Also, using heavy armors prevent you from being one-shot by the bosses (yes Fume Knight, I am thinking about you). But even at high vitality, the burden caused by the armor + the decrease in stamina recovery do not make it worth it. My experience is that, generally speaking, instead of 3 attacks, you can sustain 5 or 6. And while this sounds like a lot, in practice it is not. I think the idea is to avoid damage altogether. If they can´t hit you, it doesnt matter if you are using armor at all.

I had a better experience fighting the bosses with almost no armor (less than 25percent of total weight) and a small shield (Watchdragon Parma is very balanced and worked perfectly).

What Kind of Weapon to Use?

This is a sensitive topic. Every player has their own play style and something that works wonders for me, might not work as well for other players (duh). I tried many different kinds of weapons during the DLC, until I found a strategy that worked for me.

Heavy hitting weapons, like the Fume Greatsword, can deal incredibly high damage. But they take a huge toll on your stamina. Not only you spend a lot of stamina while swinging, the fact that they are heavy means that you have more weight, move slower and regain stamina slower (or so I think).

I used Crypt Greatsword for a while and the fealing of consistently dealing 600+ damage every swing is really good. Until you go to a boss fight, that is. In between boss attacks, you can safely strike once with a very heavy weapon, and deal high damage. In some cases you can strike more (when the boss is buffing a weapon, or is in poise break stance, etc.). But generally more than once felt risky to me. On the other hand, using something as simple as a rapier, or espada ropera, you can strike 2-3 times. With the right rings, you can deal 300-500 damage per strike. So although they have less AR, they end up dealing higher DPS.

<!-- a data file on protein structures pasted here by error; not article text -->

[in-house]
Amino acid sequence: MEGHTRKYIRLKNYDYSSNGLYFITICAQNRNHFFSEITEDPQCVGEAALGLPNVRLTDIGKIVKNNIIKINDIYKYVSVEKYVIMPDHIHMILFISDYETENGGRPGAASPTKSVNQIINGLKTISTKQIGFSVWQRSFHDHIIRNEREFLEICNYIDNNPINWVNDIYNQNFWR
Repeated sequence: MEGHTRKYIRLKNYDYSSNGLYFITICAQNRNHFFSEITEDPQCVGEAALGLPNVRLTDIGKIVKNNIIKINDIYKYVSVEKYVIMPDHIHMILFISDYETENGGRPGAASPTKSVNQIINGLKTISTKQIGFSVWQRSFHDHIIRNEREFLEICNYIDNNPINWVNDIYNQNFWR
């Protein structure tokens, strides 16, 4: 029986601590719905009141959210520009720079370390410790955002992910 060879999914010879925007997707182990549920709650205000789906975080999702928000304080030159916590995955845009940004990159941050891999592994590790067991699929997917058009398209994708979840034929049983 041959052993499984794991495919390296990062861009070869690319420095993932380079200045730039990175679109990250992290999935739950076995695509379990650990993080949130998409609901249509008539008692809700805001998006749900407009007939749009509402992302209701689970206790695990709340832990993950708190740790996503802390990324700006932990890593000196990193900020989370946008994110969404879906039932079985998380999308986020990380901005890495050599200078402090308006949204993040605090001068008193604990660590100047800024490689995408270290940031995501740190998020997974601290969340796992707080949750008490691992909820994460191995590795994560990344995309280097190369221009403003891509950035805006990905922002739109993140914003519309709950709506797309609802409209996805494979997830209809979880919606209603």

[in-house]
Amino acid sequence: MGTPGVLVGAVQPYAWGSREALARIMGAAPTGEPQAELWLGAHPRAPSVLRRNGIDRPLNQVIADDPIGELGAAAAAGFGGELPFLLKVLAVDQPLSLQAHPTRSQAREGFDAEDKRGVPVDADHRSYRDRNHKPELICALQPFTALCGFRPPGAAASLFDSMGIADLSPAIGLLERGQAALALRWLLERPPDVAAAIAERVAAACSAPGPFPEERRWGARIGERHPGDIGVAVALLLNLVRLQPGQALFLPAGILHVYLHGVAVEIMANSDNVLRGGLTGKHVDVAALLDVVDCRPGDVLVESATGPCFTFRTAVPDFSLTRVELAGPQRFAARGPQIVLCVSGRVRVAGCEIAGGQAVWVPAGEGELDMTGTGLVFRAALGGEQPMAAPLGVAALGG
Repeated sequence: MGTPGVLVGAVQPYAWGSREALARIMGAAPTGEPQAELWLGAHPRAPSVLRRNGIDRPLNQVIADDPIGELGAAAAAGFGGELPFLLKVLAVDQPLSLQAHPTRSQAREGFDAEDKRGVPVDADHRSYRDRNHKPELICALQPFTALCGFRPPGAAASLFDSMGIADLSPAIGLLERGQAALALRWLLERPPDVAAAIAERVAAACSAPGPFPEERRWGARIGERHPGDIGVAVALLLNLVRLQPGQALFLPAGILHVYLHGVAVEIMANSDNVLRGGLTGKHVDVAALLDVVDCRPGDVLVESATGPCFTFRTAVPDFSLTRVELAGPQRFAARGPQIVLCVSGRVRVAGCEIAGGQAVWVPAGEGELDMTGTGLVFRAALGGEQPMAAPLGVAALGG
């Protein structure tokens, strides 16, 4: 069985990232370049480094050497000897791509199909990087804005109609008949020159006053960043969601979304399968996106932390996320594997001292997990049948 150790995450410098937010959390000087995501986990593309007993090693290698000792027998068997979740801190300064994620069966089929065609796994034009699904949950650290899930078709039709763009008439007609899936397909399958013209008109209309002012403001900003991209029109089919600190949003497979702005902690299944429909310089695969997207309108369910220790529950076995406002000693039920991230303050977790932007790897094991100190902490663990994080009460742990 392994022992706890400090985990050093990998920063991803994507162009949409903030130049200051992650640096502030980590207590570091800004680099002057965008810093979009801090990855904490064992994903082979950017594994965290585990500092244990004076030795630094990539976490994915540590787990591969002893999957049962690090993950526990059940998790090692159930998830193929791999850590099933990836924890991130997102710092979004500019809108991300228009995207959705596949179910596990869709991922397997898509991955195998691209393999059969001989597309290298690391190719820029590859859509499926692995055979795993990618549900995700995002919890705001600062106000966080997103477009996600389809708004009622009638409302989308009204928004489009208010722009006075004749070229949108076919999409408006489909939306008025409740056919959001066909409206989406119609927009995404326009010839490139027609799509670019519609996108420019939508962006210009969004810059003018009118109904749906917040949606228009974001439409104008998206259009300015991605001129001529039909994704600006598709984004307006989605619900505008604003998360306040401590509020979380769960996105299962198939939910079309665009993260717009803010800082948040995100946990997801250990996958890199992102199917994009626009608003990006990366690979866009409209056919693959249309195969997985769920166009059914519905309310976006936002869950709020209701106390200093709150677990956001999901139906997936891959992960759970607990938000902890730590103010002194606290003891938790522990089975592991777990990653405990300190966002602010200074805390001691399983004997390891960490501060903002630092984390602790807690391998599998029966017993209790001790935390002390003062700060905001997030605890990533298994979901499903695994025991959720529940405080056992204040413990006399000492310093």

Lighter weapons dont poise break as the heavy ones, so for the mobs they can be trickier. In my case, I found something in between. Drakeblood greatsword. Moderately fast, specially its 1H R2 attacks. It has very high counter damage, that can be further boosted with Old Leo Ring, to consistently hit 500+ in NG against Ivory King, for example.

And Those Tricky Areas?

Some areas are nasty to clear, like the fountain square in the Ivory King DLC or the water area with the giant frogs in the Sunken King DLC. However, the game rewards you for being carefull and thinking each area through, before acting.

There is a particular timing for the giant water frog area. If you go to the right side immediately after entering, and carefully follow the monster that moves away, you can take the loot from the dead body. Start moving back and you hear him rage quit, as he is able to see you. Run around the wall to your right side and you have an open path to the bonfire. At the bonfire, light it and rest. Get up immediatly and start running towards the exit through the middle area. You wont be bothered by the monsters and can even lift the loot from the dead body there, before leaving the area. You will hear one monster behind you rage, as you take the loot, but ignore him and run. He does not catch up to you.

Most other areas are easily cleared with some planning. Avoid awakening the golems, by killing everything away from them. Use a Bow to aggro the mobs and deal with them one by one – this works almost everywhere.

Finally, know the weapon you are using. Most of the monsters have decent poise in the DLC and going head-on against mobs is almost suicide. However, if you find yourself in such situation, try to get some backstabs. While you are not invulnerable during the backstab animation, you take much less damage and deal a lot in return. It is better than being interrupted in the midde of a regular attack.

Helena Stamatina
About Helena Stamatina 2739 Articles
My first game was Naughty Dog’s Crash Bandicoot (PlayStation) back in 1996. And since then gaming has been my main hobby. I turned my passion for gaming into a job by starting my first geek blog in 2009. When I’m not working on the site, I play mostly on my PlayStation. But I also love outdoor activities and especially skiing.